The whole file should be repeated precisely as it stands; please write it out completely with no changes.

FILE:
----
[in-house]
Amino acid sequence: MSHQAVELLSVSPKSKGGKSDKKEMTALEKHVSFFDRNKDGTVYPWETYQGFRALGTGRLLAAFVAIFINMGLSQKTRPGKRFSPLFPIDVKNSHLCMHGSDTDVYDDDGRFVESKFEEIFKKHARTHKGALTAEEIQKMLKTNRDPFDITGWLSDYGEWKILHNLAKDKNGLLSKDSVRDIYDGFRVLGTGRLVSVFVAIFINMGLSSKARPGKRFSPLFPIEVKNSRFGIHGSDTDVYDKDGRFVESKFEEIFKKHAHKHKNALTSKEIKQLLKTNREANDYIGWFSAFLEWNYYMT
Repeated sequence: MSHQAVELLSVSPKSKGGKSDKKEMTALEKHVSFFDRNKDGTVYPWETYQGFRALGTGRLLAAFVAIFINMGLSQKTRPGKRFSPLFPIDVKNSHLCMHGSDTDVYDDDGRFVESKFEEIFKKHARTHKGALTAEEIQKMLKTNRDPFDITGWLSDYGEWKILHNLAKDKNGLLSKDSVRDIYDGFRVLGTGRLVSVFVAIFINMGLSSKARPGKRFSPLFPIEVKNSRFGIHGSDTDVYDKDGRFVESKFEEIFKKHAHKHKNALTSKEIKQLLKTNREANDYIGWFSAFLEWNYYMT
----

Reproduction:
[in-house]
Amino acid sequence: MSHQAVELLSVSPKSKGGKSDKKEMTALEKHVSFFDRNKDGTVYPWETYQGFRALGTGRLLAAFVAIFINMGLSQKTRPGKRFSPLFPIDVKNSHLCMHGSDTDVYDDDGRFVESKFEEIFKKHARTHKGALTAEEIQKMLKTNRDPFDITGWLSDYGEWKILHNLAKDKNGLLSKDSVRDIYDGFRVLGTGRLVSVFVAIFINMGLSSKARPGKRFSPLFPIEVKNSRFGIHGSDTDVYDKDGRFVESKFEEIFKKHAHKHKNALTSKEIKQLLKTNREANDYIGWFSAFLEWNYYMT
Repeated sequence: MSHQAVELLSVSPKSKGGKSDKKEMTALEKHVSFFDRNKDGTVYPWETYQGFRALGTGRLLAAFVAIFINMGLSQKTRPGKRFSPLFPIDVKNSHLCMHGSDTDVYDDDGRFVESKFEEIFKKHARTHKGALTAEEIQKMLKTNRDPFDITGWLSDYGEWKILHNLAKDKNGLLSKDSVRDIYDGFRVLGTGRLVSVFVAIFINMGLSSKARPGKRFSPLFPIEVKNSRFGIHGSDTDVYDKDGRFVESKFEEIFKKHAHKHKNALTSKEIKQLLKTNREANDYIGWFSAFLEWNYYMT